Singapore’s Sea Transport Industry Transformation Map (ITM) 2025 was launched on Monday (4 April) at the Singapore Maritime Week (SMW) 2022.
First launched in 2018 by the Maritime and Port Authority of Singapore (MPA) in partnership with industry, unions, and other government agencies, the Sea Transport ITM builds on MPA’s strategic long-term plans to develop Singapore’s Next-Generation Port while strengthening its International Maritime Centre (IMC).
The latest Sea Transport ITM has been refreshed to update strategies to address current challenges and seize new opportunities from the COVID-19 pandemic and shifts in global supply chains.
A key aim of the ITM is to grow the sector’s value-add by $2 billion, or an average rate of 2-3% annually, between 2020 and 2025.
Update on the Progress of the First Sea Transport ITM (launched in 2018)
In the years following the launch of the Sea Transport ITM in 2018, the sector has made significant progress. Pasir Panjang Terminal Phases 3 & 4 were fully operationalised, adding an additional 15 million twenty-foot equivalent units (TEUs) handling capacity to the Port of Singapore.
To drive digitalisation and enhance productivity, MPA launched Phase 1 of digitalPORT@SG™ to streamline up to 16 regulatory applications into an integrated port clearance service, and the Sea Transport Industry Digitalisation Plan (IDP) for small and medium (SMEs) enterprises to adopt digital technologies.
The launch of the Maritime Transformation Programme has deepened maritime research and development (R&D) capabilities in niche technology areas, e.g. in maritime energy and sustainability, simulation and modelling of future port operations, and development of autonomous ships. To support the maritime workforce, the Professional Conversion Programme (Sea Transport) was launched and trained 160 mid-careerists to join the sector.
Despite the COVID-19 pandemic and the current geopolitical uncertainties, the Sea Transport sector has remained resilient. In 2021, the republic’s IMC attracted 23 companies to expand or set up operations in Singapore, and Singapore’s container throughput achieved a record 37.5 million TEUs, an increase from 36.9 million TEUs in 2020.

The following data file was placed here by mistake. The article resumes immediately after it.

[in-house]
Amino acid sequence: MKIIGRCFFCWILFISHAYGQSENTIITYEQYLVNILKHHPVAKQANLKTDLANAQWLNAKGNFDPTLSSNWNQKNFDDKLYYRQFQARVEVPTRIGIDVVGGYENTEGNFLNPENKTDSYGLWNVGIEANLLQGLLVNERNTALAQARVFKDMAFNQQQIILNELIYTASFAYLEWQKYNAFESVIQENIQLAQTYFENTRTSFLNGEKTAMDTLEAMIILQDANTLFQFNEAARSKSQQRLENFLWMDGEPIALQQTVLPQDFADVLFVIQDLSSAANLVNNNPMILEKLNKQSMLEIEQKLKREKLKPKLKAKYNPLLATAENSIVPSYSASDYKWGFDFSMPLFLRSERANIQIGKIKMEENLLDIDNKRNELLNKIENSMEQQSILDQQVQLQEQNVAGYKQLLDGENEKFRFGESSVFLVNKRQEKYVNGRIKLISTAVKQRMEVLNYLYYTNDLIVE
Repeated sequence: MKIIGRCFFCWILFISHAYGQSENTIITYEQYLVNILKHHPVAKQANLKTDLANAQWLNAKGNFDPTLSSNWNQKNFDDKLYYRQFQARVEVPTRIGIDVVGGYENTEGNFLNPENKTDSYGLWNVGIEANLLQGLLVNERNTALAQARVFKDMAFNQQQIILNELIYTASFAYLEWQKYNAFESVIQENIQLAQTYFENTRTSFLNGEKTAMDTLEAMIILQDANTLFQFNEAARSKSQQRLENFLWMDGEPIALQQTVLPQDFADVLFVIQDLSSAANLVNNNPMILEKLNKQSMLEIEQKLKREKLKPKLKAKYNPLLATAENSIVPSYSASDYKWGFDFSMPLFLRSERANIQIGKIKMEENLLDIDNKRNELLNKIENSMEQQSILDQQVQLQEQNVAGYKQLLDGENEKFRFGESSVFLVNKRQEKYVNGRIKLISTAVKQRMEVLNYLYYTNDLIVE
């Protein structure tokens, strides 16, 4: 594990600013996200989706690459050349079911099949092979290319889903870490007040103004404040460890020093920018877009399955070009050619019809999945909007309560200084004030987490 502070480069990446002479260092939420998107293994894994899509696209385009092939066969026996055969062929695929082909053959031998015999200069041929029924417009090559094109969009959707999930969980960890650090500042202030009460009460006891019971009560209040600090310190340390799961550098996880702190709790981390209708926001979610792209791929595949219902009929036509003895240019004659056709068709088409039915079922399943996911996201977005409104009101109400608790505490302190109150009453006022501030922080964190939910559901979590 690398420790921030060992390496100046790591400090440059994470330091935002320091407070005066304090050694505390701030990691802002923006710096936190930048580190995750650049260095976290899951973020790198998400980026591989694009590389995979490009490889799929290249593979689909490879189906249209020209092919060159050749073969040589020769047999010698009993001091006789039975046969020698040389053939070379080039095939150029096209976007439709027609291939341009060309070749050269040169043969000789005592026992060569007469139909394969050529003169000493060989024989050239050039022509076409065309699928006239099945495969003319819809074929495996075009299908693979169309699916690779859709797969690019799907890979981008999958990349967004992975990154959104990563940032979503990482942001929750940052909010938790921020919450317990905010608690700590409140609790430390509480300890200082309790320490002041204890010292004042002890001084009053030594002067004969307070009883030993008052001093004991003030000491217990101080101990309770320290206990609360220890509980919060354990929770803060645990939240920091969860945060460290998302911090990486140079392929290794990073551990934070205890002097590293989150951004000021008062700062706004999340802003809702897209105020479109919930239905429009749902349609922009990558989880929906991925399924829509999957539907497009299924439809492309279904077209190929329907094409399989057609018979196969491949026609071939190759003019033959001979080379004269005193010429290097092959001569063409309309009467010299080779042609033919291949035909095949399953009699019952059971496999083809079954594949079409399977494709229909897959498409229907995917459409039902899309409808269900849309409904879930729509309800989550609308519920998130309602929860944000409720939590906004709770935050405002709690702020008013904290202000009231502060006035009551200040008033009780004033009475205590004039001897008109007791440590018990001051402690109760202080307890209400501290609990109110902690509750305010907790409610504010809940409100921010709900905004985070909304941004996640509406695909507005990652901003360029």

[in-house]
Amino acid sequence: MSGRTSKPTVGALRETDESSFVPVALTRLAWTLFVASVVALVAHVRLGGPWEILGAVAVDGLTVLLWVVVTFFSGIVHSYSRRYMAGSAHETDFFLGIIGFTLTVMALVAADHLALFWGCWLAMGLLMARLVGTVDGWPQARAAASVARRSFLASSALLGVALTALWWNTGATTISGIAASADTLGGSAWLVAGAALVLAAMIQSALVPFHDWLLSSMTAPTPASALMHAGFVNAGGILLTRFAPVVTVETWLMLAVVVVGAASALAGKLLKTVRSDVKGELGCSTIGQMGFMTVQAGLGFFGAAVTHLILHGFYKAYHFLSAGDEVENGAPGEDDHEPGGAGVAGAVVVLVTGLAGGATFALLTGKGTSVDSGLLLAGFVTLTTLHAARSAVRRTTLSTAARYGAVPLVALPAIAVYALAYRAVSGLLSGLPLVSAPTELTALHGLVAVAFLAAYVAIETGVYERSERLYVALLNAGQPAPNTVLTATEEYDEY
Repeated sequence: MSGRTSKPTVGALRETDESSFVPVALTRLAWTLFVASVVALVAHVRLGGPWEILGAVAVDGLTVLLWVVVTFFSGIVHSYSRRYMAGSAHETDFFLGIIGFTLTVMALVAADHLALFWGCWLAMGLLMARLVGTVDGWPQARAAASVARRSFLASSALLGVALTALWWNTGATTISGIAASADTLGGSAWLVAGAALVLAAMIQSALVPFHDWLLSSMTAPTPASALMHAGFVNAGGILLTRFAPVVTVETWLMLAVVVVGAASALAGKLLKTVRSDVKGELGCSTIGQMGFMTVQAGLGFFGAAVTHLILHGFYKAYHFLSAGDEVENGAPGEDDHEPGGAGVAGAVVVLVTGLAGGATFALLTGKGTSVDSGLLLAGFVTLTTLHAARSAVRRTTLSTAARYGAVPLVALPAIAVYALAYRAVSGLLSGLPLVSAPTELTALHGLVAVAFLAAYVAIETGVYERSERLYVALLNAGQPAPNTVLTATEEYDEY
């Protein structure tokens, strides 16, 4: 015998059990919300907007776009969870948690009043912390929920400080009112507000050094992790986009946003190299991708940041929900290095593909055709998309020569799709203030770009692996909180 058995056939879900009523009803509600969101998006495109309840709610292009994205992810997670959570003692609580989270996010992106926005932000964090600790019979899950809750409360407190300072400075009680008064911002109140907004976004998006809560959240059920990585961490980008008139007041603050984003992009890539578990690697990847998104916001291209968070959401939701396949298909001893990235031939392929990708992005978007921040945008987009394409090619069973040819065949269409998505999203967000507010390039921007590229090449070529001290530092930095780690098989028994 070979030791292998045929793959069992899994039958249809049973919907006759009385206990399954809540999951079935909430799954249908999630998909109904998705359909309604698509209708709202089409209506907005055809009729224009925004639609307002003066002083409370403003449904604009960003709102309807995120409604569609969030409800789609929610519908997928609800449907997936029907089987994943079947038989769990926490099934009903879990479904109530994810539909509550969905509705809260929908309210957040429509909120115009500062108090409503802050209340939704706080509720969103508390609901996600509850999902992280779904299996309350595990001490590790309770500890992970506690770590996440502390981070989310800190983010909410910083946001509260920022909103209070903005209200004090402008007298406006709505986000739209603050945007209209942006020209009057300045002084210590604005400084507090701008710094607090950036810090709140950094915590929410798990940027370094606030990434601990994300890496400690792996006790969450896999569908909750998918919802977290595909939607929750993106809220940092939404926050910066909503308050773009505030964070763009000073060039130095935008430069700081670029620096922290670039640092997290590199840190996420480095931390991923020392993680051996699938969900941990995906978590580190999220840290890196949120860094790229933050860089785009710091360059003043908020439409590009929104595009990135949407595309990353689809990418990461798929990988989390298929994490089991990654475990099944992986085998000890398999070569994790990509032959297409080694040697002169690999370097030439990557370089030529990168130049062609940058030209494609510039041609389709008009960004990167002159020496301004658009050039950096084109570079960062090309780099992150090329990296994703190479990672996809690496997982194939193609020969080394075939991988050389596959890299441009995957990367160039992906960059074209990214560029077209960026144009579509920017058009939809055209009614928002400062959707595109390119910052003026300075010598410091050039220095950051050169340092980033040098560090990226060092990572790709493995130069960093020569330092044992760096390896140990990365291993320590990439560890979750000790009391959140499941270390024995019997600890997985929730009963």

Strategies of the Sea Transport ITM 2025
Going forward, the Sea Transport sector is poised to see major transformation given opportunities arising from global supply chain shifts, digitalisation and decarbonisation. The Sea Transport ITM 2025 will focus on the following four strategies, elaborated in the subsequent paragraphs (and with key targets underlined):
Strategy 1: Ensure Relevance and Resilience of MaritimeSG as Key Node in Global Supply Chains
Strategy 2: Build a Vibrant Innovation Ecosystem and Actively Develop New Growth Areas
Strategy 3: Support Maritime SMEs and Start-ups to Grow into Global Champions
Strategy 4: Develop a Future-Ready Maritime Workforce Equipped with Global Skillsets
Related: SMW 2022: Event officially opens with ‘Transformation for Growth’ theme
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Related: Singapore Maritime Week 2022 returns with ‘Transformation for Growth’ theme
Cash of SGD 4.43 million and USD 243,100, and one piece of 100-gram gold-coloured bar recovered in safe belonging to Abdul Latif Bin Ibrahim kept at Extra Space warehouse storage facility, show court documents.
Program introduces periodic assessments, mass flow metering data analysis, and regular training for relevant key personnel to better handle the MFMS to ensure a high level of continuous operational competency.
U.S. Claims Register Summary recorded a total USD 833 million claim from a total 180 creditors against O.W. Bunker USA, according to the creditor list seen by Singapore bunkering publication Manifold Times.
Glencore purchased fuel through Straits Pinnacle which contracted supply from Unicious Energy. Contaminated HSFO was loaded at Khor Fakkan port and shipped to a FSU in Tanjong Pelepas, Malaysia to be further blended.
Individuals were employees of surveying companies engaged by Shell to inspect the volume of oil loaded onto the vessels which Shell supplied oil to; they allegedly accepted bribes totalling at least USD 213,000.
MPA preliminary investigations revealed that the affected marine fuel was supplied by Glencore Singapore Pte Ltd who later sold part of the same cargo to PetroChina International (Singapore) Pte Ltd.